loading page

Improving the management of cervical chyle leak following neck dissection: A case series of management algorithm; 10 years clinical experience with Video Assisted Thoracoscopy and Thoracic Duct Ligation
  • +4
  • Ali Al-lami,
  • Eamon Shamil,
  • Iain Nixon,
  • Jean-Pierre Jeannon,
  • Andrea Bille,
  • Karen Harrison-Phipps,
  • Ricard Simo
Ali Al-lami
East Kent Hospitals University NHS Foundation Trust
Author Profile
Eamon Shamil
Guy's and St Thomas' NHS Foundation Trust
Author Profile
Iain Nixon
NHS Lothian
Author Profile
Jean-Pierre Jeannon
Guy's and St. Thomas NHS Foundation Trust
Author Profile
Andrea Bille
Guy's and Saint Thomas' NHS Foundation Trust
Author Profile
Karen Harrison-Phipps
Guy's and Saint Thomas' NHS Foundation Trust
Author Profile
Ricard Simo
Guy's and St. Thomas NHS Foundation Trust
Author Profile

Abstract

Key points instead of abstract as per author guidelines: • Chyle leaks (CLs) following neck dissection for metastatic head and neck malignancy are infrequent but represent a serious complication, with an incidence of 1-2.5%. • CL is associated with significant morbidity including metabolic imbalance, immunosuppression, dehydration, poor wound healing and prolonged length of hospital stay. • A protocolised approach to the management of CL post neck dissections is highlighted for expedient patient management. • Thoracic duct (TD) ligation using video-assisted thoracoscopic surgery (VATS) is an effective method of treating moderate (500-1000ml/24 hours) to high-volume CL (>1000ml/24 hours) not responding to medical therapy. • VATS TD ligation is a safe procedure to treat CL. It has a low morbidity compared to other surgical techniques (neck re-exploration or open thoracotomy).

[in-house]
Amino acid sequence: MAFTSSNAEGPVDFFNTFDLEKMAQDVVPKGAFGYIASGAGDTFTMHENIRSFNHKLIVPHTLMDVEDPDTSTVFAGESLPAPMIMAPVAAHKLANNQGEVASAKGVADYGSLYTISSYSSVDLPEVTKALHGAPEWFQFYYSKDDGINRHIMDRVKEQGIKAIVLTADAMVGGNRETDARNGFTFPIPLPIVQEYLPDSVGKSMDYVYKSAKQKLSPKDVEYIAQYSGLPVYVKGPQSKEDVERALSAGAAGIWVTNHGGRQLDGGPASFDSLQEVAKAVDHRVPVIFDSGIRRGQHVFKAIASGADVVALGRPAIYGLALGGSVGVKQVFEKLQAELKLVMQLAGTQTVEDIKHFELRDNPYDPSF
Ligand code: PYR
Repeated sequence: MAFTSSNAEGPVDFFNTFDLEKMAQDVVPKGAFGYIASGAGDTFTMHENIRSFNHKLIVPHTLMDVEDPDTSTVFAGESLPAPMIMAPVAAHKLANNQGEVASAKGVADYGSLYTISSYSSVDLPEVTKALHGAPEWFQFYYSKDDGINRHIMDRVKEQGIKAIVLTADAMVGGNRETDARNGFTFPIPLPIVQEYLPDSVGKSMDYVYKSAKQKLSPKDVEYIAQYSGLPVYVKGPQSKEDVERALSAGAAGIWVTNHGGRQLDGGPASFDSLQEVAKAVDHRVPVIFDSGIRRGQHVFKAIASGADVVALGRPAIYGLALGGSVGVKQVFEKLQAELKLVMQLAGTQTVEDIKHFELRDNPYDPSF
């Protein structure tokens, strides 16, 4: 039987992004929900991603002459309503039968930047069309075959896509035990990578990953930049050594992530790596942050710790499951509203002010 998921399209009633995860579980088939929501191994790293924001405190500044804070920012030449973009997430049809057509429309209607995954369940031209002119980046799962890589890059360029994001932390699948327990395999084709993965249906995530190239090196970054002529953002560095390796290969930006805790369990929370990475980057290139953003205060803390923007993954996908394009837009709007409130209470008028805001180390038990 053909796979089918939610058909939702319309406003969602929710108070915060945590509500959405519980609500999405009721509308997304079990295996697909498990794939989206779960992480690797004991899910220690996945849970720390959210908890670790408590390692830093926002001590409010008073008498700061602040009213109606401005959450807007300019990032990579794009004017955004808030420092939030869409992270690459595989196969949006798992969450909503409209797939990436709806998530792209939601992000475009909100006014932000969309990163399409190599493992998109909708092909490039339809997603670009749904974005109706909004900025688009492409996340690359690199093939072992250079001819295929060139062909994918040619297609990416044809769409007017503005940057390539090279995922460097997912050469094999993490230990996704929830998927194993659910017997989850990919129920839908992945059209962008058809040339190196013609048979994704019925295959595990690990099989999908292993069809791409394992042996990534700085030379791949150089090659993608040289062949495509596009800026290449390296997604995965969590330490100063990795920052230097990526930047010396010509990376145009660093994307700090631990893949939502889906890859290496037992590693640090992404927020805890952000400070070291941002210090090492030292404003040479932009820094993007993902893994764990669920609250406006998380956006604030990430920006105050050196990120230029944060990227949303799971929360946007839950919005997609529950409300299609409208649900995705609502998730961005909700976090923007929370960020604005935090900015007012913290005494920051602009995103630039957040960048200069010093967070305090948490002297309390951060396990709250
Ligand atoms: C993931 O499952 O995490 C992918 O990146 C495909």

13 Feb 2022Submitted to Clinical Otolaryngology
19 Apr 2022Assigned to Editor
19 Apr 2022Submission Checks Completed
27 Apr 2022Reviewer(s) Assigned